Ultrapure Water Market Resurging

Source: 
McIlvaine Company

The market for ultrapure water systems has rebounded to again reach the highs of 2000 and is poised for further growth in the years ahead. Purchases of these systems fell from $2.8 billion in 2000 to $2.4 billion in 2002. In 2004 system purchases will be just under $3 billion and will rise to $4.4 billion in 2007. This is the current forecast in the continually updated online, Ultrapure Water: World Markets, published by the McIlvaine Company.

Sophisticated and complex water treatment is needed for washing computer chips or for fluids injected into the human body. Ultrapure water systems involve disinfection, filtration, ion exchange, and degasification.

The flat panel display industry is one of the hottest market segments. Samsung Electronics started constructing a $12 billion factory in Chungcheongnam in the South Korean province to make liquid crystal displays (LCD) for flat screen television sets and monitors. By 2010, the plant is forecast to be the world's largest producer of flat-panel displays, and will be a major user of ultrapure water.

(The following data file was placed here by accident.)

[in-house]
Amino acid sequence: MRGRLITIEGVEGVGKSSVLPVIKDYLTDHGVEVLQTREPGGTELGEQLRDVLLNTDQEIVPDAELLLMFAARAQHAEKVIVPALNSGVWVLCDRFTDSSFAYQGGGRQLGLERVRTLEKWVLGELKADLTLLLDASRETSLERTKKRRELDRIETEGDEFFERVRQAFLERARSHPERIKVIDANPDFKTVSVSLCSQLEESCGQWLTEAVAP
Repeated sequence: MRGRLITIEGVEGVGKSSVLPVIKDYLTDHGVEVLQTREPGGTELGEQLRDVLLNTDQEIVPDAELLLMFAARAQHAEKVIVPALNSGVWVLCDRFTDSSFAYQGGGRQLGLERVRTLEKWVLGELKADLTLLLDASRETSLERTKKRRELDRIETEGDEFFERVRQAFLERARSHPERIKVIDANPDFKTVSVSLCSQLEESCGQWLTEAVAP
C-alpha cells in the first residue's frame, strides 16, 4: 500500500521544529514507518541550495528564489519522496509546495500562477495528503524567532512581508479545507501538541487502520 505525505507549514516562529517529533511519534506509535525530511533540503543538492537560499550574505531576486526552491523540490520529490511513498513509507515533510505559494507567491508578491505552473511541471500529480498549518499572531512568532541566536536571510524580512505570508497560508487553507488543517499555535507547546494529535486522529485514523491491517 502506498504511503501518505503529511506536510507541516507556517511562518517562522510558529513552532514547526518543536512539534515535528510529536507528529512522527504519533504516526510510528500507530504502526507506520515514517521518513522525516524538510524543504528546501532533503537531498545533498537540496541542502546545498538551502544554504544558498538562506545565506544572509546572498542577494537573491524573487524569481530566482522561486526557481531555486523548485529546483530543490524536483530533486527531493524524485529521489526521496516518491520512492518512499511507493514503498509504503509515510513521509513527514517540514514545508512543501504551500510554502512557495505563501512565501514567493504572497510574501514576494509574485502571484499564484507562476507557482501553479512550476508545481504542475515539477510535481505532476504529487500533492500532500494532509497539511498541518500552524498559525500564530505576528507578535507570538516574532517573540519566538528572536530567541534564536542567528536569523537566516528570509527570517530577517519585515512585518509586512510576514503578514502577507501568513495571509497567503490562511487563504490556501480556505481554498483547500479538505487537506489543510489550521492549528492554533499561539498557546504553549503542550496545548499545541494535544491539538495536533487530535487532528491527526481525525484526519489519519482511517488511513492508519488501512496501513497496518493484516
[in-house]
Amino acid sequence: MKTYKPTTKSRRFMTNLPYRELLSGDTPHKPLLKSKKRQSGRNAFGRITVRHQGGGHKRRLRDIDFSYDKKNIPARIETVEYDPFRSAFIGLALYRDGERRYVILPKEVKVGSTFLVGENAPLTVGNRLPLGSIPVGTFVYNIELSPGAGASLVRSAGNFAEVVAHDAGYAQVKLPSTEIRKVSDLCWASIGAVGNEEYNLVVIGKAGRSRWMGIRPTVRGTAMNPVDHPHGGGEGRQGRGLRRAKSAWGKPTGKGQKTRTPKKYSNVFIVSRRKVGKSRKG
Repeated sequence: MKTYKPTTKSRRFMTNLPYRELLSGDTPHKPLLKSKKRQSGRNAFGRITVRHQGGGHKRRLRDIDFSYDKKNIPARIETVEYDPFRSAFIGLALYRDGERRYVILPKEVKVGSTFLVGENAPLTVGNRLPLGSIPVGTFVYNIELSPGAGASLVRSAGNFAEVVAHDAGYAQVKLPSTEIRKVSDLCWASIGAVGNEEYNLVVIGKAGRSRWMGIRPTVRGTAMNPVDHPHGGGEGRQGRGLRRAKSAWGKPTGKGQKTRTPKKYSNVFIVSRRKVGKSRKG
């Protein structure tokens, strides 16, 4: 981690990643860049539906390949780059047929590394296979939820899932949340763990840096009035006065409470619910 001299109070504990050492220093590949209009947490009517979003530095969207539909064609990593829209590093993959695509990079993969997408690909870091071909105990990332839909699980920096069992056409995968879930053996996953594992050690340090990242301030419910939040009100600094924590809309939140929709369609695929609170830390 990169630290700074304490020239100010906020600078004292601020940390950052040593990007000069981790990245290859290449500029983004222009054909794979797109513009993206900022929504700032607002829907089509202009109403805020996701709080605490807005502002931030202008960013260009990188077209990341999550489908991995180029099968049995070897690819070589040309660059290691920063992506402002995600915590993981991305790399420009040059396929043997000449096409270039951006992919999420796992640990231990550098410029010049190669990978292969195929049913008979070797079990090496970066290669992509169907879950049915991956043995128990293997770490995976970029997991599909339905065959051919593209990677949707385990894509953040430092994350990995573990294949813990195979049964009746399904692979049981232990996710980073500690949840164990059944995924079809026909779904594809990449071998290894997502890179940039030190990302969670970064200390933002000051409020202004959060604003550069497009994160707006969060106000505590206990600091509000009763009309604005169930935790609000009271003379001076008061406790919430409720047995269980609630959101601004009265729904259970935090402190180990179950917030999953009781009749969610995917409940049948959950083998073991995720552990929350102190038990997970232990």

The massive investment by Samsung is part of a surge in capital spending on flat panel capacity in East Asia this year as electronics manufacturers’ race for leadership of this fast-growing segment.

The pharmaceutical/biotechnology industry makes ultrapure water for use in products, and specifically for fluids injected into the human body. The industry will spend $200 million for ultrapure water systems this year. Several large projects will contribute to this increase. Genentech is expanding its Vacaville manufacturing plant at a cost of $600 million. The new facility will allow the company to double its production. This will make it the largest biotechnology manufacturing plant in the world.

Ultrapure water is needed for the steam generated by coal-fired boilers. There are nearly 100 new coal-fired boiler projects in design or planning, and more than a dozen moving through to construction soon in the United States. An even larger number of plants are underway in China. As a result, the power industry will spend over $700 million for ultrapure water systems this year worldwide.

Coal-fired plants use four times as much ultrapure water as gas-fired combined cycle plants. So, the market is largest in China where demand is surging and coal is the fuel of choice. China will spend $130 million this year for power plant ultrapure water new and replacement systems and components.

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